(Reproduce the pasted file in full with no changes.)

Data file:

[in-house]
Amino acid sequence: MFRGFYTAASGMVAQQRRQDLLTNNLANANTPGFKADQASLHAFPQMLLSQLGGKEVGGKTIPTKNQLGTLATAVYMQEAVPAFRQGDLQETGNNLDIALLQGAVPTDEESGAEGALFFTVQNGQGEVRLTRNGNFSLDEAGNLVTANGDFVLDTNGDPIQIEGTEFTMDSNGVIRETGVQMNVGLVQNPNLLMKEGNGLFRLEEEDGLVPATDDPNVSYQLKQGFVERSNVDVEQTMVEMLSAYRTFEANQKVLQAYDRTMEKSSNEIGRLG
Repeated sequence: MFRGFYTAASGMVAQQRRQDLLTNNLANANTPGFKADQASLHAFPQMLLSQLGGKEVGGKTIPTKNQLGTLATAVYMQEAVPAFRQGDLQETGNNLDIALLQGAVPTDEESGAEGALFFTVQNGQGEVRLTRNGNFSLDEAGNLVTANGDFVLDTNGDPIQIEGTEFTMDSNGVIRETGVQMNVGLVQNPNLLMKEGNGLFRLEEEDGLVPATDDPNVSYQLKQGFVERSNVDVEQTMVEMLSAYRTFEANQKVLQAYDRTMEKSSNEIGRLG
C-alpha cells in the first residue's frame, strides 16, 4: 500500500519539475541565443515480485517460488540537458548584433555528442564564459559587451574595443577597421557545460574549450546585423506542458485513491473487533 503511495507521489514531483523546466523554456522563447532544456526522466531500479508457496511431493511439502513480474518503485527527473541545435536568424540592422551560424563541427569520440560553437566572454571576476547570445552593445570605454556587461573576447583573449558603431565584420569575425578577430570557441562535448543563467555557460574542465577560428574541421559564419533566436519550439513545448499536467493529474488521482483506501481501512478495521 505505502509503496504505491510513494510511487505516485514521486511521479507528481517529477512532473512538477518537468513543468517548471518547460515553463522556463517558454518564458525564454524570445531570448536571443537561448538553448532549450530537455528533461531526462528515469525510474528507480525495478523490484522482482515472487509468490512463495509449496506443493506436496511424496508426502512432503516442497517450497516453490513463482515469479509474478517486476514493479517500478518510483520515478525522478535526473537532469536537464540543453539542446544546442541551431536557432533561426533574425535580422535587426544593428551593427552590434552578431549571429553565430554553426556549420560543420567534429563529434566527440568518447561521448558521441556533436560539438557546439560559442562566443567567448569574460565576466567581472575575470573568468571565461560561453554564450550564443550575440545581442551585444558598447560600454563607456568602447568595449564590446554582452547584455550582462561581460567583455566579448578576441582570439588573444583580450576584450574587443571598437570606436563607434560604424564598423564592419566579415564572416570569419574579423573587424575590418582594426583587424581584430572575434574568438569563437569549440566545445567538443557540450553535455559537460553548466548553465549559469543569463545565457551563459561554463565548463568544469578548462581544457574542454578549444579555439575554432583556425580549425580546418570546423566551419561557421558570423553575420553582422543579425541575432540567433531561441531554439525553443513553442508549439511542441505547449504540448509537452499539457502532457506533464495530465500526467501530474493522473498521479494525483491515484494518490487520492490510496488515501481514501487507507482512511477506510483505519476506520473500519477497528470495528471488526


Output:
[in-house]
Amino acid sequence: MFRGFYTAASGMVAQQRRQDLLTNNLANANTPGFKADQASLHAFPQMLLSQLGGKEVGGKTIPTKNQLGTLATAVYMQEAVPAFRQGDLQETGNNLDIALLQGAVPTDEESGAEGALFFTVQNGQGEVRLTRNGNFSLDEAGNLVTANGDFVLDTNGDPIQIEGTEFTMDSNGVIRETGVQMNVGLVQNPNLLMKEGNGLFRLEEEDGLVPATDDPNVSYQLKQGFVERSNVDVEQTMVEMLSAYRTFEANQKVLQAYDRTMEKSSNEIGRLG
Repeated sequence: MFRGFYTAASGMVAQQRRQDLLTNNLANANTPGFKADQASLHAFPQMLLSQLGGKEVGGKTIPTKNQLGTLATAVYMQEAVPAFRQGDLQETGNNLDIALLQGAVPTDEESGAEGALFFTVQNGQGEVRLTRNGNFSLDEAGNLVTANGDFVLDTNGDPIQIEGTEFTMDSNGVIRETGVQMNVGLVQNPNLLMKEGNGLFRLEEEDGLVPATDDPNVSYQLKQGFVERSNVDVEQTMVEMLSAYRTFEANQKVLQAYDRTMEKSSNEIGRLG
C-alpha cells in the first residue's frame, strides 16, 4: 500500500519539475541565443515480485517460488540537458548584433555528442564564459559587451574595443577597421557545460574549450546585423506542458485513491473487533 503511495507521489514531483523546466523554456522563447532544456526522466531500479508457496511431493511439502513480474518503485527527473541545435536568424540592422551560424563541427569520440560553437566572454571576476547570445552593445570605454556587461573576447583573449558603431565584420569575425578577430570557441562535448543563467555557460574542465577560428574541421559564419533566436519550439513545448499536467493529474488521482483506501481501512478495521 505505502509503496504505491510513494510511487505516485514521486511521479507528481517529477512532473512538477518537468513543468517548471518547460515553463522556463517558454518564458525564454524570445531570448536571443537561448538553448532549450530537455528533461531526462528515469525510474528507480525495478523490484522482482515472487509468490512463495509449496506443493506436496511424496508426502512432503516442497517450497516453490513463482515469479509474478517486476514493479517500478518510483520515478525522478535526473537532469536537464540543453539542446544546442541551431536557432533561426533574425535580422535587426544593428551593427552590434552578431549571429553565430554553426556549420560543420567534429563529434566527440568518447561521448558521441556533436560539438557546439560559442562566443567567448569574460565576466567581472575575470573568468571565461560561453554564450550564443550575440545581442551585444558598447560600454563607456568602447568595449564590446554582452547584455550582462561581460567583455566579448578576441582570439588573444583580450576584450574587443571598437570606436563607434560604424564598423564592419566579415564572416570569419574579423573587424575590418582594426583587424581584430572575434574568438569563437569549440566545445567538443557540450553535455559537460553548466548553465549559469543569463545565457551563459561554463565548463568544469578548462581544457574542454578549444579555439575554432583556425580549425580546418570546423566551419561557421558570423553575420553582422543579425541575432540567433531561441531554439525553443513553442508549439511542441505547449504540448509537452499539457502532457506533464495530465500526467501530474493522473498521479494525483491515484494518490487520492490510496488515501481514501487507507482512511477506510483505519476506520473500519477497528470495528471488526